Shuttle Hot-687V Pg. II
Setting up the Hot-687V would have been a far easier task had the "Quick Start" guide been clearer. There are a number of configurable jumpers for the system clock and CPU host frequencies which can be configured but since all of the current CPUs available for use on this board are clock-locked, configuring the system clock is redundant and there is no mention of this in guide. The same thing goes for all of the configurable CPU host frequency settings provided you leave the JP5 jumper-set at default (see above). This jumper, at its default setting, auto-detects CPU frequency for access through the BIOS and clock multiplier, but can be used to force the CPU host frequency to 100 or 133MHz for overclocking. So, basically, the numerous jumper setting are for overclockers or future CPU releases.
The Hot-687V is extremely well laid out for a microATX form factor mainboard and all of the connectors are right where you'd expect to find them, with the only area that's a bit cramped being the CPU socket which tends to force the use of the retail heatsink/fan combos that come with the Intel processors.
While the Shuttle Hot-687V is most likely not the fastest mainboard available for the PIII Coppermine processor, it does offer exceptional stability. This, and its ability to be easily overclocked do offer performance benefits where some faster mainboards fail. Past experience has taught us that most microATX mainboards are aimed at the business/home office workstation and budget consumer markets. In this arena the Hot-687V may well offer too much of a good thing in it's overclockability, but stability is the name of the game in the market at which the board is aimed! This it offers in droves!
|Test Configuration for Shuttle Hot-687V|
|Chipset||VIA Apollo Pro133|
|Processor(s)|| Intel® PPGA
Intel® FC-PGA Pentium III 500E
|Memory|| 1x64MB PC133
Generic CAS 3
|Hard Drive|| Western Digital
9.1G Ultra ATA/66 7200RPM
|Graphics Adapter||Elsa Winner II 16MB Savage4 AGP X2|
|Operating System||Windows 98 SE|
We set up the system board for testing using an UDMA66 hard drive because it was the only one currently available to us and although the VIA Apollo Pro133 only supports UDMA33 this had no negative effects whatsoever. HDTach scores showed a sustained data throughput of 21.8MB/sec. with bursts of up to 28.9MB/sec. and CPU utilization of 6.3%. We tested the board's overall stability by pushing it through 25 iterations of BapCo's SYSmark 2000 rebooting between iterations and the board did not register a single error with the PIII 500E at its default speed with L2 ECC enabled in the BIOS and remained remarkably cool throughout the test period. Moving on to Ziff-Davis' Content Creation Winstone 2000 and Business Winstone 99 we ran out system memory at 100MHz for the Celeron 500MHz and PIII 500E default FSB benchmarks and at 133MHz for the overclocked PIII 500E @ 133MHz runs with the following results averaged over three iterations.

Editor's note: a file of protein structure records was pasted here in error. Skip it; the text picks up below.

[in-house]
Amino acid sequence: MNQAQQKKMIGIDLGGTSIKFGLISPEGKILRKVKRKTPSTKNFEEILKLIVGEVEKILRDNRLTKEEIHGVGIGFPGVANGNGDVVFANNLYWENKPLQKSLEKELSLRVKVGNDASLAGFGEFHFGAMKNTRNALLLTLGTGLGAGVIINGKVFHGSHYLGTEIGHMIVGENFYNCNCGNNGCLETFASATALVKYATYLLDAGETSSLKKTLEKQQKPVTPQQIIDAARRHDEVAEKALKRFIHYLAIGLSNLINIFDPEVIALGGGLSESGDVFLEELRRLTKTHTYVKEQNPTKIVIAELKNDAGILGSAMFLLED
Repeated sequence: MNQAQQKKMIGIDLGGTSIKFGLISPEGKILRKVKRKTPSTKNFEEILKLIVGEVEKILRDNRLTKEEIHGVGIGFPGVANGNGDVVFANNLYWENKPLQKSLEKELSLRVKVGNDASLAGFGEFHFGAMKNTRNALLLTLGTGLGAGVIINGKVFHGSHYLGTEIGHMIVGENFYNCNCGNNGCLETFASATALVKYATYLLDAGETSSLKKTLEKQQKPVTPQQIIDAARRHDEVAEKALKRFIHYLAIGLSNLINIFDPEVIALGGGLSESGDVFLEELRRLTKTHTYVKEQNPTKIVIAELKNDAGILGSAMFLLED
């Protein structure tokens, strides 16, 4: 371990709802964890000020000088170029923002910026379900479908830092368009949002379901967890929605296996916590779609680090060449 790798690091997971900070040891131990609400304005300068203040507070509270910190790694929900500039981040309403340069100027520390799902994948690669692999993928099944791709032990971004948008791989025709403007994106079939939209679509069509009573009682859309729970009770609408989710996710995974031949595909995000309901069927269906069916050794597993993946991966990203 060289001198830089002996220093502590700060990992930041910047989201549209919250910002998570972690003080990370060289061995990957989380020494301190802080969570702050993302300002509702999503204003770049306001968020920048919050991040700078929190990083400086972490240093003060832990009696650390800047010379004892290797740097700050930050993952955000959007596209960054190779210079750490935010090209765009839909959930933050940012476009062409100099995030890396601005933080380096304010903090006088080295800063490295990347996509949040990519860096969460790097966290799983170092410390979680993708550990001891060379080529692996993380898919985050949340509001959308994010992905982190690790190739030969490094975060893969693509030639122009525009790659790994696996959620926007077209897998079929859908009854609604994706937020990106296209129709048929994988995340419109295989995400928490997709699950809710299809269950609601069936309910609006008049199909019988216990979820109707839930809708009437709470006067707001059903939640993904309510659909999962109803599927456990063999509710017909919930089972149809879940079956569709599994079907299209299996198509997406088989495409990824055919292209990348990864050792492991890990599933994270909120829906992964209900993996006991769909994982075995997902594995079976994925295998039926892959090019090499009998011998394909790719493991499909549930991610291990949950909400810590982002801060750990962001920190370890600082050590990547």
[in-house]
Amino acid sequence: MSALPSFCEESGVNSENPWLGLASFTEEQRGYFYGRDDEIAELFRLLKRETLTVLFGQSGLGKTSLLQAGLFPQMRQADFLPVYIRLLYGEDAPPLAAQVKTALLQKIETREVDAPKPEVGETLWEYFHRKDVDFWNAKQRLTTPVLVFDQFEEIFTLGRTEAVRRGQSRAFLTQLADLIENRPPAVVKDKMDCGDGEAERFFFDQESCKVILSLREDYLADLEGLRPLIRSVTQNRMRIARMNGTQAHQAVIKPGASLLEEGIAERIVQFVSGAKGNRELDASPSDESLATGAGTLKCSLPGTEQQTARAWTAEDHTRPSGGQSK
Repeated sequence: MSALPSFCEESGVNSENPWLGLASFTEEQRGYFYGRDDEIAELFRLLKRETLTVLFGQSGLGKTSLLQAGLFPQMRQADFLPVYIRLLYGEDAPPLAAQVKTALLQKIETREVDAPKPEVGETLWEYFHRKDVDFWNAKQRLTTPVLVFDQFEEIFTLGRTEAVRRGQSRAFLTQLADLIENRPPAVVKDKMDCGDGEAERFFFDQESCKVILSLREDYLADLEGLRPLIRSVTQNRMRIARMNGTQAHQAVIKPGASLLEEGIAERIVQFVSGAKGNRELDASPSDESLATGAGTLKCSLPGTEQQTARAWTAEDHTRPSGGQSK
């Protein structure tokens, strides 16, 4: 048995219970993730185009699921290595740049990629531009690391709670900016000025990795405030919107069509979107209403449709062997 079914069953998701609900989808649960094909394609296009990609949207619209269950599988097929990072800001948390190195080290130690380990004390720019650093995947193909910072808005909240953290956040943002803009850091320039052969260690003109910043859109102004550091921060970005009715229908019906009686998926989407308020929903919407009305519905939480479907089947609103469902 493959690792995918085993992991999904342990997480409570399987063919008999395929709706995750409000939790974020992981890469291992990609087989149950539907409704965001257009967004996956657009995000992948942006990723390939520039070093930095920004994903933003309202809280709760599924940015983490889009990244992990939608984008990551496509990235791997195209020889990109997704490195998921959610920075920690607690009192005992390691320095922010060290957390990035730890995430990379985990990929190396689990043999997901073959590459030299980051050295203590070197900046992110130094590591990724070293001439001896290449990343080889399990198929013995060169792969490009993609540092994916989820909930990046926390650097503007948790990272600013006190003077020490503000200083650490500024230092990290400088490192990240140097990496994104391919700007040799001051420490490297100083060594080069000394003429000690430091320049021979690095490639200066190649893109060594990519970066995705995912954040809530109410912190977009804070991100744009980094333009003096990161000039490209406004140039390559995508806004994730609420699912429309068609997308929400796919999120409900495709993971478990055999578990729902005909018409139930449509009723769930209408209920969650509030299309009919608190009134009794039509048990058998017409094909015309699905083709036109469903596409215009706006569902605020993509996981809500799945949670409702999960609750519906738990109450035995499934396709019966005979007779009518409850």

Shuttle has always proved itself by squeezing as much out of the chipsets it bases its boards on while maintaining an eye on cost control. In this the Hot-687V offers the quality and features we've come to expect from its manufacturer. It's lack of support for UDMA66, a poorly documented account of a somewhat confusing jumper array, and crowded CPU socket are, for sure, points against; but, balanced against its splendid stability, solid onboard sound chip and lack of the frankly useless AMR slot, and good expansion properties for a microATX board, tip the scales in Shuttle's behalf on the Hot-687V.
The board offers easy tweaking through the BIOS without the need for all of those jumpers, and a really good feature set for a budget PC mainboard in the microATX form. With the promise of clearer documentation, the Hot-687V earns a solid B as a general mainboard and an A- for the budget PC market!
You can find out more about the Hot-687V as well as other mainboards and PC hardware by visiting the Shuttle web site at http://www.spacewalker.com